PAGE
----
The Illuminatus! Trilogy

Written by: Robert Shea, Robert Anton Wilson

The Illuminatus! Trilogy Book Cover
It was a deadly mistake. Joseph Malik, editor of a radical magazine, had snooped into rumors about an ancient secret society that was still alive and kicking. Now his offices have been bombed, he's missing, and the case has landed in the lap of a tough, cynical, streetwise New York detective. Saul Goodman knows he's stumbled onto something big—but even he can't guess how far into the pinnacles of power this conspiracy of evil has penetrated.

Filled with sex and violence—in and out of time and space—the three books of The Illuminatus! Trilogy are only partly works of the imagination. They tackle all the cover-ups of our time—from who really shot the Kennedys to why there's a pyramid on a one-dollar bill—and suggest a mind-blowing truth.
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The Illuminatus Trilogy Reviews

Sandy Bookwitch
Stream of consciousness style from hell! More decipherable than Finnegan's Wake, but how much does that really say?? Keeps switching tense, point-of-view, moves between first person perspective of multiple and conflicting characters over space and time. A real mind fuck and I'm only about 100 pages in... Still trying though. Fascinating actual historical stuff and actual conspiracy theory quoted documentation dating back centuries. The first fictional work, of which I'm aware any way, to tackle Stream of consciousness style from hell! More decipherable than Finnegan's Wake, but how much does that really say?? Keeps switching tense, point-of-view, moves between first person perspective of multiple and conflicting characters over space and time. A real mind fuck and I'm only about 100 pages in... Still trying though. Fascinating actual historical stuff and actual conspiracy theory quoted documentation dating back centuries. The first fictional work, of which I'm aware any way, to tackle the Illuminati theories etc. The authors do so *mostly* tongue-in-cheek.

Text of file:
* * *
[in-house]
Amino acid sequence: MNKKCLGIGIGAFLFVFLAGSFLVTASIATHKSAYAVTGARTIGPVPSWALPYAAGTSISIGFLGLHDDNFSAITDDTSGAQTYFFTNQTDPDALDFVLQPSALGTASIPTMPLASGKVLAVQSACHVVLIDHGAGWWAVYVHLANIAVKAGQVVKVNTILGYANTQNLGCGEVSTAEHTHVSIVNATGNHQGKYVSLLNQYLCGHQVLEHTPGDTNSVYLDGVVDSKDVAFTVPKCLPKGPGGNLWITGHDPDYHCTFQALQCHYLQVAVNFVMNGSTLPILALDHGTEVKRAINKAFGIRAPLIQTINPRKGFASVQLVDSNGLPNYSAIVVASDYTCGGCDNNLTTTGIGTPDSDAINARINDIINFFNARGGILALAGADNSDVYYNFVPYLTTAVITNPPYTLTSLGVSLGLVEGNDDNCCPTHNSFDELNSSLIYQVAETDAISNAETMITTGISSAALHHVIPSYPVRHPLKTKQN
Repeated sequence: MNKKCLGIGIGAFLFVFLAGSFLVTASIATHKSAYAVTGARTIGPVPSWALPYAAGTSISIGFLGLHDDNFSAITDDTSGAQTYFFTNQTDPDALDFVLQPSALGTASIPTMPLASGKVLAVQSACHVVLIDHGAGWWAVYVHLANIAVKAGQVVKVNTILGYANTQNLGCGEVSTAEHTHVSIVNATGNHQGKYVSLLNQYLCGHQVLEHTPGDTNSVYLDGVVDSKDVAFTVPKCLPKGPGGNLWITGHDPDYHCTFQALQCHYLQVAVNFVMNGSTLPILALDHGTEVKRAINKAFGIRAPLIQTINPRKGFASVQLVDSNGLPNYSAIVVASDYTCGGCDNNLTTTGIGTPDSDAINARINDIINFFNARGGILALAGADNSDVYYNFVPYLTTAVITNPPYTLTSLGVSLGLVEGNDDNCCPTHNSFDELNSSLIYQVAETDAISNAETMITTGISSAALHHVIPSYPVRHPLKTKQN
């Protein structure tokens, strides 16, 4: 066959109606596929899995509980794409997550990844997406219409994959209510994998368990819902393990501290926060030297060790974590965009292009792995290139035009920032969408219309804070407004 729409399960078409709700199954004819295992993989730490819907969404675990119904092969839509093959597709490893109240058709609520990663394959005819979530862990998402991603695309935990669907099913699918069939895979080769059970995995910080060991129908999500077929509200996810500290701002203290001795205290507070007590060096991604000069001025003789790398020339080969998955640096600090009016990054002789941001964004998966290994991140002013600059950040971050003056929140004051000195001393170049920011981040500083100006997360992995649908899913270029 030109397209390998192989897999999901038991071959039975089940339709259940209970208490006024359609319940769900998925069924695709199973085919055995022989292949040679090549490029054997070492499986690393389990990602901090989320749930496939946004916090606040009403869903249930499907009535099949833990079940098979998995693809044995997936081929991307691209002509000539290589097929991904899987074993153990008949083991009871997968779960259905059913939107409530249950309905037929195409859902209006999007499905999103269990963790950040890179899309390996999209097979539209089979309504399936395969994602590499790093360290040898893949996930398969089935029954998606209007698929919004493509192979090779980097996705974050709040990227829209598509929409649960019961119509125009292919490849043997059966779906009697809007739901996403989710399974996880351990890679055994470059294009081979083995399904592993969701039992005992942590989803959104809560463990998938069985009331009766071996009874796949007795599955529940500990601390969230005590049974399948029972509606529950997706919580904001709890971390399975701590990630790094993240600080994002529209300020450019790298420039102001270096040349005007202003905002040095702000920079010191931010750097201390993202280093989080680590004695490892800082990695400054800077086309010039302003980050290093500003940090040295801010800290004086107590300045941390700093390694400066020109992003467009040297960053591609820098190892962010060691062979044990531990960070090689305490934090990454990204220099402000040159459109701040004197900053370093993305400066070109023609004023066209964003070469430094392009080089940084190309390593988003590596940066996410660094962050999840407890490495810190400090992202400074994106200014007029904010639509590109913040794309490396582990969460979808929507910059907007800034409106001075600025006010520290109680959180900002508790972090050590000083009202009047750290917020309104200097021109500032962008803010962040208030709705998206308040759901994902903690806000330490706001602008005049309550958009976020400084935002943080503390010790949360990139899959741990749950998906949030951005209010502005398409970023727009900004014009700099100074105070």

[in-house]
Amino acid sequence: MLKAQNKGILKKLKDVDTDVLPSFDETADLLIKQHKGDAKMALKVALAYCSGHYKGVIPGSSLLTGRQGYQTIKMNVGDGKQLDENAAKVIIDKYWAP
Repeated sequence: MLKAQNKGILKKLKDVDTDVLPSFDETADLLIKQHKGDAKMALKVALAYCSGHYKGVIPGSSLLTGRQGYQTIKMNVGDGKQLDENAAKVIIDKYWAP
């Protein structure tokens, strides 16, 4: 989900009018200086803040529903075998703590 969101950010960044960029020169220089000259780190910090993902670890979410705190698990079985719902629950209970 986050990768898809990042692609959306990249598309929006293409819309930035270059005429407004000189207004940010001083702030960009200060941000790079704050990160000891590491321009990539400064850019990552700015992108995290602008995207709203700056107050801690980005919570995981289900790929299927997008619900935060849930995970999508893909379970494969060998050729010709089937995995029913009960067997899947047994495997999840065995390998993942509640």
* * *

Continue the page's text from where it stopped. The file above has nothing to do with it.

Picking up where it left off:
02/22/2013 Still slogging through it, at about page 220 now. Some amazing research of conspiracy theories but the jumping back and forth between characters and points of view is still dizzying and confusing but so far worthwhile, if slow-going. I see that some of the research done for these books eventually also went into Shea's "All Things are Lights" about the Inquisition's destruction of the Cathars in Languedoc and Templars in the Crusades.

03/05/2013 Now up to page 350-ish and into the 2nd book. Found they had written their own mostly accurate but hilarious review of this triple volume within the first book as something for which the magazine that begins the whole tale is awaiting the submission by the reviewer.

"'It's a dreadfully long monster of a book,' Wildeblood says pettishly, 'and I certainly won't have time to read it but I'm giving it a thorough skimming. The authors are utterly incompetent--no sense of style or structure at all. It starts out as a detective story, switches to science-fiction, then goes off into the supernatural, and is full of the most detailed information of dozens of ghastly boring subjects. And the times sequence is all out of order in the very pretentious imitation of Faulkner and Joyce. Worst yet, it has the most raunchy sex scenes, thrown in just to make it sell, I'm sure, and the authors--whom I've never heard of--have the supreme bad taste to introduce real political figures into this mishmash and pretend to be exposing a real conspiracy. You can be sure I won't waste time reading such rubbish, but I'll have a perfectly devastating review ready for you by tomorrow noon.'" At least somewhat accurate...